HOW TO REHEAT TARO WAFFLES
The easiest way to reheat the waffles is to heat them in your toaster, like you would with flour-based waffles. You can also place them on a baking sheet and heat them in the oven at 350ºF (175ºF) for 5 to 7 minutes with room temperature waffles; 8 to 10 minutes for refrigerated waffles.
CAN YOU FREEZE TARO WAFFLES?
Yes, these waffles freeze very nicely! Freeze them on a baking sheet or large plates lined with parchment paper. Then, store them in freezer bags or containers. When you’re ready to eat the taro waffles, pop them onto a baking sheet and heat them in the oven at 350ºF (175ºF) for 10 to 12 minutes, until the waffles are heated through. You can also heat them in the toaster.
- 1 1/2 pounds (680g) peeled large taro, (see note 1)
- 1 cup (90g) packed sliced scallions, (see note 2)
- 1/4 cup (35g) cassava flour, can sub with all-purpose flour
- 1 tablespoon soy sauce
- 2 tablespoons olive or vegetable oil, plus more for greasing the waffle iron
- 2 teaspoons mushroom powder, (see note 3)
- 1 1/4 teaspoons (4g) Diamond Crystal kosher salt, 5/8 teaspoon if using table or sea salt
- 1 teaspoon garlic powder
- 1 teaspoon onion powder
- 1 teaspoon sugar
- 1/2 teaspoon ground white pepper
- 1/4 teaspoon chili pepper flakes
- sweet chili sauce to serve, optional
- food processor or box grater
- 4-slice waffle iron
- Preheat the waffle iron and set to medium heat.
- Cut the taro into 1 to 2-inch thick batons. Then, grate the taro with a food processor or by hand. Transfer the grated taro to a large bowl. (See note 4 about cutting taro by hand)
- Add the sliced scallions, cassava flour (or all-purpose flour), soy sauce, oil, mushroom powder, salt, garlic powder, onion powder, sugar, white pepper, and chili flakes to the bowl. Using your hands, mix the ingredients together for 1 to 2 minutes, until the taro mixture is moist. Grab a clump of the taro mixture and give it a squeeze. The taro mixture should hold its shape.
- Grease the waffle iron generously with oil. Measure a scant half cup of taro mixture and place it over one of the quadrants of the waffle iron. Using your fingers, flatten the mixture slightly. Prepare 3 more waffles and close the waffle iron with the lid. Cook the waffles for 6 to 8 minutes, until golden brown (see note 5). Transfer the cooked waffles to a cooling rack.
- Continue cooking the waffles with the remaining taro mixture. If you want to keep the earlier batches of waffles warm, heat your oven to 225ºF (110ºC). Place the cooling rack with the cooked waffles over a large baking sheet and place the baking sheet and waffles into the oven.
- Serve the taro waffles while they’re still warm. Enjoy them on their own or with sweet chili sauce.
- Make sure you use the large variety of taro and not the small ones with a furry skin. Small taro doesn’t have as much earthy flavor and has a slight slimy texture that wouldn’t work well for this recipe. I typically buy a large taro of at least 3 pounds and slice the proper amount for this recipe. The skin on the taro is thick and rough, so use a knife to slice off the skin. If you have leftover taro, consider using it to cook my mom’s steamed sticky rice!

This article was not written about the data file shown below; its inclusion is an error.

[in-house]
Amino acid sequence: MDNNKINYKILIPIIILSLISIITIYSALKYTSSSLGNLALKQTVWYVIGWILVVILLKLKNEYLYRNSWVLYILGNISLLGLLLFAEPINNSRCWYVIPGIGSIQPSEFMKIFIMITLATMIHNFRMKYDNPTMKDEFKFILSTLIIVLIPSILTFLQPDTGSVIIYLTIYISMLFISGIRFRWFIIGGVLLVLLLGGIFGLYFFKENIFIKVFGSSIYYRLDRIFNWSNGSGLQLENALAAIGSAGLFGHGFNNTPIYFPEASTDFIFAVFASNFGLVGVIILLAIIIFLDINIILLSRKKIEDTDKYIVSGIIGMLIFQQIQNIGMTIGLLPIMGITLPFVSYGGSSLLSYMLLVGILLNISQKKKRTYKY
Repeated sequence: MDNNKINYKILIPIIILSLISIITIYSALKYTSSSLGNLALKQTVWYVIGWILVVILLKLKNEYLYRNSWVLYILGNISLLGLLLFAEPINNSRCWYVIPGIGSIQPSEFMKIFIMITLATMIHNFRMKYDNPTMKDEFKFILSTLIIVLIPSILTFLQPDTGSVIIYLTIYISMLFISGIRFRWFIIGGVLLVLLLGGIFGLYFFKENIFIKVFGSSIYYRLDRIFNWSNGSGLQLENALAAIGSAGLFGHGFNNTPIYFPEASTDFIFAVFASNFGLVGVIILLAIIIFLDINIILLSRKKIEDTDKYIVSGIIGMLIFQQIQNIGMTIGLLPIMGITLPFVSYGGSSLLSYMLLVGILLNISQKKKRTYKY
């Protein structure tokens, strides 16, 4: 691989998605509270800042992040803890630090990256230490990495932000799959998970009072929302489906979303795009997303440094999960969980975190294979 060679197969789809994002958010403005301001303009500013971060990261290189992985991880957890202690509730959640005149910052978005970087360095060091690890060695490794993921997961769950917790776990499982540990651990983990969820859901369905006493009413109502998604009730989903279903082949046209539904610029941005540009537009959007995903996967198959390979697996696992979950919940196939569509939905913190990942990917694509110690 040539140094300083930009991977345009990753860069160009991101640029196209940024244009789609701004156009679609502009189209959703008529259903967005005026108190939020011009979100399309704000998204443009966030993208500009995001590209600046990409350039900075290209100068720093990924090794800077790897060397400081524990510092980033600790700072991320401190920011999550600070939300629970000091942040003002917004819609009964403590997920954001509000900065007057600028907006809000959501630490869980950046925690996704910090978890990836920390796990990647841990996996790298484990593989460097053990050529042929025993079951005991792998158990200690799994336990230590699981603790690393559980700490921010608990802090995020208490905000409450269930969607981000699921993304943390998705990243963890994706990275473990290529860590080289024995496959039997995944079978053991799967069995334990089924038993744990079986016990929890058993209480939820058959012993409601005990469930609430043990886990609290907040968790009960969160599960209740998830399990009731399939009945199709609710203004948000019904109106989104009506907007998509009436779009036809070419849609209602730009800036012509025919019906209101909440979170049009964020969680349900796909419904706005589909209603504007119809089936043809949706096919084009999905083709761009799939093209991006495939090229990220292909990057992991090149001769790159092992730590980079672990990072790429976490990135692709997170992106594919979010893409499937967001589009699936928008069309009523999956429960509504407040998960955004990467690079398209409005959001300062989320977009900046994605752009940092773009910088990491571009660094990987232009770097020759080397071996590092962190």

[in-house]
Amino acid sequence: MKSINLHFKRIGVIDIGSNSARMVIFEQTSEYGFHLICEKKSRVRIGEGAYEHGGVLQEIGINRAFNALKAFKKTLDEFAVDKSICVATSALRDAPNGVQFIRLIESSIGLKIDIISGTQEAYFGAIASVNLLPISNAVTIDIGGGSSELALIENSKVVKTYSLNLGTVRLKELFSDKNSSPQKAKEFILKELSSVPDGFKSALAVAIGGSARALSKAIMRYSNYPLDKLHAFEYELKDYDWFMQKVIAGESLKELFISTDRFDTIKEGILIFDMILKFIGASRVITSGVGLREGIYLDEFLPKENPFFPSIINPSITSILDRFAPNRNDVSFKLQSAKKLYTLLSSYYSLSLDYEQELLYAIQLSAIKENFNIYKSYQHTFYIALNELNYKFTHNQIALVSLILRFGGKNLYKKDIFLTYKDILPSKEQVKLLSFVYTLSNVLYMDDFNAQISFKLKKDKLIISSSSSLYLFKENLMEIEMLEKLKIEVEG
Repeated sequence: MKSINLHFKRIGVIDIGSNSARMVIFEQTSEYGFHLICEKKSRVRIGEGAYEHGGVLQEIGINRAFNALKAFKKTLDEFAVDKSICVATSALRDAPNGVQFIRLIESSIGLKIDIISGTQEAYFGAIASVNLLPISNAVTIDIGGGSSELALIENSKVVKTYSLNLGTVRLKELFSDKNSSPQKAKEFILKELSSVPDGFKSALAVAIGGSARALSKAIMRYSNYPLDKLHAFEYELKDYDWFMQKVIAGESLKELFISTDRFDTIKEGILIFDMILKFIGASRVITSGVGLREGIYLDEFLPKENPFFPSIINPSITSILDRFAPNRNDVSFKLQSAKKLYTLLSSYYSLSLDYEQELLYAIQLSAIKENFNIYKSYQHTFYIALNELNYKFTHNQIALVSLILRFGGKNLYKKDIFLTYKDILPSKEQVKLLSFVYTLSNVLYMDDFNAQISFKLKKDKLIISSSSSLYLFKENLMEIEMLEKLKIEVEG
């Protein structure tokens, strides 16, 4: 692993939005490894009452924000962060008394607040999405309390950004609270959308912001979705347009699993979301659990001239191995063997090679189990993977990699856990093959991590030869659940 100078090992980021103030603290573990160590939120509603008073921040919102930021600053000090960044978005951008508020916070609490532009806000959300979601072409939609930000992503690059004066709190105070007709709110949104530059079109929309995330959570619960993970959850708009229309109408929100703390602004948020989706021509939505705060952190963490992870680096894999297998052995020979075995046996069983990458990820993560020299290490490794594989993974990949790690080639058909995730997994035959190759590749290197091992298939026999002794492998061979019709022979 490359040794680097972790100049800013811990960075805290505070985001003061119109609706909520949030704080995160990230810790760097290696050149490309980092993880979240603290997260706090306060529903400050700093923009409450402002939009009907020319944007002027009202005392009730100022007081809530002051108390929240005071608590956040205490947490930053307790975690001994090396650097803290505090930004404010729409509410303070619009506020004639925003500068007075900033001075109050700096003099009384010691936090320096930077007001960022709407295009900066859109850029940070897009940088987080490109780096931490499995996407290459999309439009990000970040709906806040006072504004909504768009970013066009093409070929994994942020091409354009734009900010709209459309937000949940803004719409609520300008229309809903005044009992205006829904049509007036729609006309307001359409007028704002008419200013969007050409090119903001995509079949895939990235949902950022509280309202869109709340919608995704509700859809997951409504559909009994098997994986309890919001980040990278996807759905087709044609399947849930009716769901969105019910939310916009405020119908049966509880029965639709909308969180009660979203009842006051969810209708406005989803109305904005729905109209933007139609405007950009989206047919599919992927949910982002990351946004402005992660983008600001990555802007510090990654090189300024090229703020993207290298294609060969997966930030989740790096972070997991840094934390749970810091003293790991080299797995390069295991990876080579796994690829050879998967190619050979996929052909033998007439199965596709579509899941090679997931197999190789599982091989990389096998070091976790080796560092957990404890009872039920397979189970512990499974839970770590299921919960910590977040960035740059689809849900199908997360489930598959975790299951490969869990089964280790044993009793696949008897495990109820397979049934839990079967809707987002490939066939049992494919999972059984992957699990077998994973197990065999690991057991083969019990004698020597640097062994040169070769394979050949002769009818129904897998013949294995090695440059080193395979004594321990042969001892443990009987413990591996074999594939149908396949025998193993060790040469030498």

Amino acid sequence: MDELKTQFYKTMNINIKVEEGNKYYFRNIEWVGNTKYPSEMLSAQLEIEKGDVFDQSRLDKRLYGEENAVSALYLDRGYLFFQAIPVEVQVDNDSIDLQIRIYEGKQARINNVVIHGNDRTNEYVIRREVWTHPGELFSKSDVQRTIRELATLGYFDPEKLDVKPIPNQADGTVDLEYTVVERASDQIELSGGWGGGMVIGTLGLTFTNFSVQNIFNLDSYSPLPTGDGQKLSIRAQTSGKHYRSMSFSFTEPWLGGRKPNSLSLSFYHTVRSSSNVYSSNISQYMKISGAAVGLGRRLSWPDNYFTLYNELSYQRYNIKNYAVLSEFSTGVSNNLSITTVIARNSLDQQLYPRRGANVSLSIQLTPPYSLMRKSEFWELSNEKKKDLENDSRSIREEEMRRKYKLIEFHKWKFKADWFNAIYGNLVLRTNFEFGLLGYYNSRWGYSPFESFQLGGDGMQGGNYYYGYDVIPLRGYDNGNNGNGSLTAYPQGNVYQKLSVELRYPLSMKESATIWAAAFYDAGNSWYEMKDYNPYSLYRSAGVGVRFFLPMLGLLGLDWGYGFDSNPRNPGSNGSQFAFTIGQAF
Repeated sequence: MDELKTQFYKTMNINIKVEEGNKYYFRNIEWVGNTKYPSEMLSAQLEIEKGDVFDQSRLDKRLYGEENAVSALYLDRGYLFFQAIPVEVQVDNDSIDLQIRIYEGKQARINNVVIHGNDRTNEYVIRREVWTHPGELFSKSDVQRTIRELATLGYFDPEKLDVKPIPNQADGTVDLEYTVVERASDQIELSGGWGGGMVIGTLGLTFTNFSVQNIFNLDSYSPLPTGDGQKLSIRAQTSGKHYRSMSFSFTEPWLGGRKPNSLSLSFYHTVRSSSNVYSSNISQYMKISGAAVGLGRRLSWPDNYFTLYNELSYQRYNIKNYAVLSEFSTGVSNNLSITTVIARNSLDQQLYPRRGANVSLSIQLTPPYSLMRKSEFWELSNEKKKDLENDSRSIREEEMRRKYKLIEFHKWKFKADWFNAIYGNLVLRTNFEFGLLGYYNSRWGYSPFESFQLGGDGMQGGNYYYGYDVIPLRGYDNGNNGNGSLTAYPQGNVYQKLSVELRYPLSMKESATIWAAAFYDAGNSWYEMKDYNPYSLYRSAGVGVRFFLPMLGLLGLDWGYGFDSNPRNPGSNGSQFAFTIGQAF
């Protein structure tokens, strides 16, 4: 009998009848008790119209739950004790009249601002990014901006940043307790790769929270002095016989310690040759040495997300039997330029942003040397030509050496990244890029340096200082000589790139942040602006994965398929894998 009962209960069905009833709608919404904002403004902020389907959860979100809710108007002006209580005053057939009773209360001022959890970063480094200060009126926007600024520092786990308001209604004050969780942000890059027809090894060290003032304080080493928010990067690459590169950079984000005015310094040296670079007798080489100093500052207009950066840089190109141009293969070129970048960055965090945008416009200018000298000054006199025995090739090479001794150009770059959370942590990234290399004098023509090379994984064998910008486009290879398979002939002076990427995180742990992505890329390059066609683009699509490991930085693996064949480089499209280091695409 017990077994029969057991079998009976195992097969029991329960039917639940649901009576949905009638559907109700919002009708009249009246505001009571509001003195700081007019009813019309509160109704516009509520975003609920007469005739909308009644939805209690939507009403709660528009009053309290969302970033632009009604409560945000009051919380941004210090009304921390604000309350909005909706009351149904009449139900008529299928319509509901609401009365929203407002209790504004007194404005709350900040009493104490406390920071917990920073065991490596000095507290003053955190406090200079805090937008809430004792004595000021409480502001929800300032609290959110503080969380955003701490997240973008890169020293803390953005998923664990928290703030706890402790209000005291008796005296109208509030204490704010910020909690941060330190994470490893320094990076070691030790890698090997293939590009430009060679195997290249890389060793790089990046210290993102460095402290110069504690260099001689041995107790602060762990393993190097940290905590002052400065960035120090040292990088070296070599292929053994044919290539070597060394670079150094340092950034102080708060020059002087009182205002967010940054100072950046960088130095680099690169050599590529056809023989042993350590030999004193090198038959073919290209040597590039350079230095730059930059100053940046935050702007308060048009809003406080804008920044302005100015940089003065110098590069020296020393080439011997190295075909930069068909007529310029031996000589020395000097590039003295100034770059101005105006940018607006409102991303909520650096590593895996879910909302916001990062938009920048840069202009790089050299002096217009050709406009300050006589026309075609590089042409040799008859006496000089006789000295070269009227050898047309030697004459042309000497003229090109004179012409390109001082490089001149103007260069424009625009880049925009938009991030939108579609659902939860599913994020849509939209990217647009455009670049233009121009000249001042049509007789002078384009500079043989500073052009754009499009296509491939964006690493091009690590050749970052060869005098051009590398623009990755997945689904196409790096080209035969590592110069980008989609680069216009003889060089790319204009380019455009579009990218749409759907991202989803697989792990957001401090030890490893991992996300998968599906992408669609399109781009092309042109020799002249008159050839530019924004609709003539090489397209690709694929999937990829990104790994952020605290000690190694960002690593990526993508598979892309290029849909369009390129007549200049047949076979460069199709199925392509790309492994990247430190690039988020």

- You can substitute scallions with green garlic or the tops of spring onions.
- I made the mushroom powder by grinding dried porcini mushrooms in my spice grinder. Dried shiitake mushrooms work very well, too. You can use any leftover mushroom powder to season soups, jook/congee, or stir fries!
- Hand cutting taro: One of my readers told me that the taro tends to be drier when you hand cut it into smaller pieces. As a result, the taro mixture will be dry and and won’t hold together. You can add an egg to the taro mixture (if you’re not vegan) to get the taro to stick together. Alternatively, you can add a few splashes of water and a bit more flour to the mixture. Squeeze some of the mixture to see if it holds together.
- My waffle iron cooks better on the bottom, so I usually flip the waffles over after 6 minutes of cooking and cook them for another 1 to 2 minutes. Flipping the waffles isn’t necessary–I just want the waffles to be more evenly golden.
- Reheating Directions: The easiest way to reheat the taro waffles is to pop them into your toaster, like you would with flour-based waffles. You can also bake them in the oven at 350ºF (175ºF) for 5 to 7 minutes with room temperature waffles; 8 to 10 minutes for refrigerated waffles; and 10 to 12 minutes for frozen waffles.
- Making Taro Fritters Instead of Waffles: If you don’t have a waffle iron, you can make taro fritters with this recipe. Measure 1/4 cup portions of the taro mixture and shape them into a cake and flatten slightly. Cook the fritters over medium to medium-low heat for 6 to 7 minutes, flipping halfway. Break open one of the fritters to make sure the center is cooked through before removing them from the pan. If you find the mixture difficult to shape into cakes, try adding in an egg. This recipe makes about 12 to 13 fritters.
- Feel free to play around with the seasoning blend. If you have Fly By Jing’s Mala Spice Mix in your pantry, add it to the taro mixture! Replace the mushroom powder, garlic powder, onion powder, sugar, and chili flakes with 2 tablespoons of the Mala Spice Mix.